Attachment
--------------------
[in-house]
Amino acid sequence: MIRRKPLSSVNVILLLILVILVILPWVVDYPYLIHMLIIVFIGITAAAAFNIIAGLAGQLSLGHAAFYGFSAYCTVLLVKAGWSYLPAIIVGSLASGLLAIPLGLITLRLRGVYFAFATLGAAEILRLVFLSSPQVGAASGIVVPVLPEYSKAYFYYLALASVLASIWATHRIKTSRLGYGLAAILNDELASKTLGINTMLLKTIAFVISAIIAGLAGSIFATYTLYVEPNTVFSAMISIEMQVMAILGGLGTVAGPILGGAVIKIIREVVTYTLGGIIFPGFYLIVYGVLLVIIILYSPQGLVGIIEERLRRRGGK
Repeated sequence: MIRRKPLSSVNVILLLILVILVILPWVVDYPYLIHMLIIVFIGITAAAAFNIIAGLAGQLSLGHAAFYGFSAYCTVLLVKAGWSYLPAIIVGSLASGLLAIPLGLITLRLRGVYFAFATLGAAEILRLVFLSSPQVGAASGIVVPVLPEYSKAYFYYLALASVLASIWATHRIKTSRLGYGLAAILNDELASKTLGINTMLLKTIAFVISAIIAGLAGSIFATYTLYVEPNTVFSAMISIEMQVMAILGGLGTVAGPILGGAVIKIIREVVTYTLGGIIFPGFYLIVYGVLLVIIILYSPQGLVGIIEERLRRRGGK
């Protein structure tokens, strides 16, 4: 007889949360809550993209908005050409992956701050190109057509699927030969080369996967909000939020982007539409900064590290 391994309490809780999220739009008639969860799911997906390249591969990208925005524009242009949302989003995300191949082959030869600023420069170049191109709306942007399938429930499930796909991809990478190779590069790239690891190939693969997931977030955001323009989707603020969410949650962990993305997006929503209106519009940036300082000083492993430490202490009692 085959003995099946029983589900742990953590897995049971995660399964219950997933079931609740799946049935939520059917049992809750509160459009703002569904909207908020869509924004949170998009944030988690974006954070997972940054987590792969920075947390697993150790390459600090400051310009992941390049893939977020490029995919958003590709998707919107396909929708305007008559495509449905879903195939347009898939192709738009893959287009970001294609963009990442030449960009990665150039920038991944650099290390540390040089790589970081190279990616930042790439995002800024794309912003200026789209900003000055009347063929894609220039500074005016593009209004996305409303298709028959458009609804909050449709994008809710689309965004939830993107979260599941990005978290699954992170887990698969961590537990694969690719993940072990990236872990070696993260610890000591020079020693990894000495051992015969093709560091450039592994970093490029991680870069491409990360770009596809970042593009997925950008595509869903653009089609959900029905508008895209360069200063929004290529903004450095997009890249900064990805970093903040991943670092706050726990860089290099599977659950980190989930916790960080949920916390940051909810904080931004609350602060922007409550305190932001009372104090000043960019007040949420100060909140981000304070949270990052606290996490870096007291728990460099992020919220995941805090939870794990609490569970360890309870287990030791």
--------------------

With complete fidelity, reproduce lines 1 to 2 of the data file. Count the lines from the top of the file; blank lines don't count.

[in-house]
Amino acid sequence: MIRRKPLSSVNVILLLILVILVILPWVVDYPYLIHMLIIVFIGITAAAAFNIIAGLAGQLSLGHAAFYGFSAYCTVLLVKAGWSYLPAIIVGSLASGLLAIPLGLITLRLRGVYFAFATLGAAEILRLVFLSSPQVGAASGIVVPVLPEYSKAYFYYLALASVLASIWATHRIKTSRLGYGLAAILNDELASKTLGINTMLLKTIAFVISAIIAGLAGSIFATYTLYVEPNTVFSAMISIEMQVMAILGGLGTVAGPILGGAVIKIIREVVTYTLGGIIFPGFYLIVYGVLLVIIILYSPQGLVGIIEERLRRRGGK